In branding and marketing colours are carefully chosen according to the psychological effects they may have on people. There is no doubt that the colours surrounding our daily life have a direct influence on our mood and behavior. Some years ago when I was at University I was renting a room in a superb Victorian flat along Battersea Park. The room was very spacious but the owner had painted the walls in a dark deep red, which was unusual but did not put me off from moving in. However this year I became depressed and I am ashamed to say, lethargic, I think the colour had a negative influence on me. On the contrary my flatmate who had the yellow room was always happy and energized, the girl renting the blue room was relaxed and cool headed and the guy renting the dark green room was never there!
Equally, influence by colour can be used in the workplace. Companies with old and tired furnishing tend to look quite dull, compared to some of the new modern office designs , boasting bright ergonomic office chairs , modern computer desks and colourful office partitions .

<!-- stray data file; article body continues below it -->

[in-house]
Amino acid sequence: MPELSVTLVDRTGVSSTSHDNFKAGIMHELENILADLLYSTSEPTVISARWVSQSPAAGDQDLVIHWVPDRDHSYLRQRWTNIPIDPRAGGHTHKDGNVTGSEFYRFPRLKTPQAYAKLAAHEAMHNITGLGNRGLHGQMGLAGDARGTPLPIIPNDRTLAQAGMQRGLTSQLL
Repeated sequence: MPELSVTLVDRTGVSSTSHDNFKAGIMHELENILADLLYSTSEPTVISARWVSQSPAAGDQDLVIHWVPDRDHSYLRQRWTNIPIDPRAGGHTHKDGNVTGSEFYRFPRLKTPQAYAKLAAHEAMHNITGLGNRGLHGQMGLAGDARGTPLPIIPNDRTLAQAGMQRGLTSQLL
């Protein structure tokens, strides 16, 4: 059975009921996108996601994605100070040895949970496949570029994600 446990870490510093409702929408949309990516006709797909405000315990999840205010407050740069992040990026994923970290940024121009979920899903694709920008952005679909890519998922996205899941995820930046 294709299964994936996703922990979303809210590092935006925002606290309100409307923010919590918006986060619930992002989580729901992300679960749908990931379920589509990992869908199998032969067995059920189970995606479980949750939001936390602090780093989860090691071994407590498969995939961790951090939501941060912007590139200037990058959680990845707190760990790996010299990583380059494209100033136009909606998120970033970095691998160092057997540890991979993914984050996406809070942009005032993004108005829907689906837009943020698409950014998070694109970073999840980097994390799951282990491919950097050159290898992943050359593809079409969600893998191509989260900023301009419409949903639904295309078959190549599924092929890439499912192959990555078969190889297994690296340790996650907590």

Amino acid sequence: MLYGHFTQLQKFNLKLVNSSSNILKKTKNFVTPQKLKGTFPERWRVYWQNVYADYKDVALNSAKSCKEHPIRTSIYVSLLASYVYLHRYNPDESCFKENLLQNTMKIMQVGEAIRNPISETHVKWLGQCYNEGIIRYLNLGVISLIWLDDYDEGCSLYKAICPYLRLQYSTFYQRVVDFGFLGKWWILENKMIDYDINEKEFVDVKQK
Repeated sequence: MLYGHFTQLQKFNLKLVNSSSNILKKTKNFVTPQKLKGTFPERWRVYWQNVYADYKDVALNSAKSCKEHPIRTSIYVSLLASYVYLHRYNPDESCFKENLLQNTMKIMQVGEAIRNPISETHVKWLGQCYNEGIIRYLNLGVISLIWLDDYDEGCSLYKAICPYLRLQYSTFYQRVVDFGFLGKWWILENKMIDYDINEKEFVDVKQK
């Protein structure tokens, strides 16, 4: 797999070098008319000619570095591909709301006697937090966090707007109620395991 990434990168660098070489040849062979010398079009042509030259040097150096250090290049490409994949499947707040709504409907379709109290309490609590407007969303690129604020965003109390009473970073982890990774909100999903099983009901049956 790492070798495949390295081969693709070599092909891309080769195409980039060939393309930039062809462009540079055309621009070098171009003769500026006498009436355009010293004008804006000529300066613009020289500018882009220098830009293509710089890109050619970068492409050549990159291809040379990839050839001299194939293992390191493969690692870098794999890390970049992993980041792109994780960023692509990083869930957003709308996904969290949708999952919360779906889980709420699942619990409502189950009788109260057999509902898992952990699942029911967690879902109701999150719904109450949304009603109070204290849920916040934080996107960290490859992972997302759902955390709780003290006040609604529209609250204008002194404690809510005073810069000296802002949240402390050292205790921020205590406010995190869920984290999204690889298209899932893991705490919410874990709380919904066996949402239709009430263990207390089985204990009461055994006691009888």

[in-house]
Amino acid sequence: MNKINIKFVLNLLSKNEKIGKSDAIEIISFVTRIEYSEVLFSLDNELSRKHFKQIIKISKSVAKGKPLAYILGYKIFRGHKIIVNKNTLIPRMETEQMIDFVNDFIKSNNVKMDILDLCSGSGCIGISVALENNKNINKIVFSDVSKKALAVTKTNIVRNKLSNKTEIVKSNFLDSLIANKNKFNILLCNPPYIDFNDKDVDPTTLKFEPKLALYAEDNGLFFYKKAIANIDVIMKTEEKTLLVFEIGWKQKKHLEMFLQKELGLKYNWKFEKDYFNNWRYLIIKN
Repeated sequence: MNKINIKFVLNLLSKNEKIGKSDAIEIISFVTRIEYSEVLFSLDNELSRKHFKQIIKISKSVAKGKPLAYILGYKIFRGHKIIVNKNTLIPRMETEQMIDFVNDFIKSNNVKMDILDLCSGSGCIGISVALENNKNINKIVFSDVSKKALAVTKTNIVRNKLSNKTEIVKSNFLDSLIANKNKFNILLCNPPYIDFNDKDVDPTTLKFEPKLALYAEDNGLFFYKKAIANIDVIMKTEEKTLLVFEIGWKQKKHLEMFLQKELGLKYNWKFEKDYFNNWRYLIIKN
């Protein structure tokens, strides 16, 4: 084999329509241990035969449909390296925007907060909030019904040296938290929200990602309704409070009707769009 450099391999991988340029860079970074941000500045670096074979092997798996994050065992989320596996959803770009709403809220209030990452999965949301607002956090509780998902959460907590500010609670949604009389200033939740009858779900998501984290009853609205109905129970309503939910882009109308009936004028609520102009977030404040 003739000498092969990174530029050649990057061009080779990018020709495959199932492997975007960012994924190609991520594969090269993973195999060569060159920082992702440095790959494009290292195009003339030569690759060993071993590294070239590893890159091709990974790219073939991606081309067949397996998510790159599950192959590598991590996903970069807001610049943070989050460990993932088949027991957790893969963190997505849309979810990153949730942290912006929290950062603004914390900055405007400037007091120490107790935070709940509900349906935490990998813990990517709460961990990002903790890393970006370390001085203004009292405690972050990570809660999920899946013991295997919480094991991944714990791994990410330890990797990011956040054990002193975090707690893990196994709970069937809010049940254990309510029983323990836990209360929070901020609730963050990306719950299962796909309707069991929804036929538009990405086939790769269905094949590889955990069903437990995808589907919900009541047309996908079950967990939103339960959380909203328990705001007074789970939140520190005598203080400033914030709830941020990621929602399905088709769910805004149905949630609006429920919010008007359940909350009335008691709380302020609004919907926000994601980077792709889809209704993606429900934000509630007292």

The positive use of colour is well-known in young internet companies as well as design and PR agencies – this goes beyond benefiting the company’s image, it truly promotes a creative environment. Google’s offices are well known for their coloured gym balls and funky office furniture, and even one of the first on site crèche. The psychology of colour is perhaps best measured in call centres where a buzzing/fast-paced environment is best stimulated with energizing colours rather than calming ones – expert advice from an experienced office fit-out consultant will do the trick to revamp a site. As for me, as soon as I have finished the plastering, I am off to the paint shop to buy some bright yellow paint for my ergohuman office chair! Watch this space!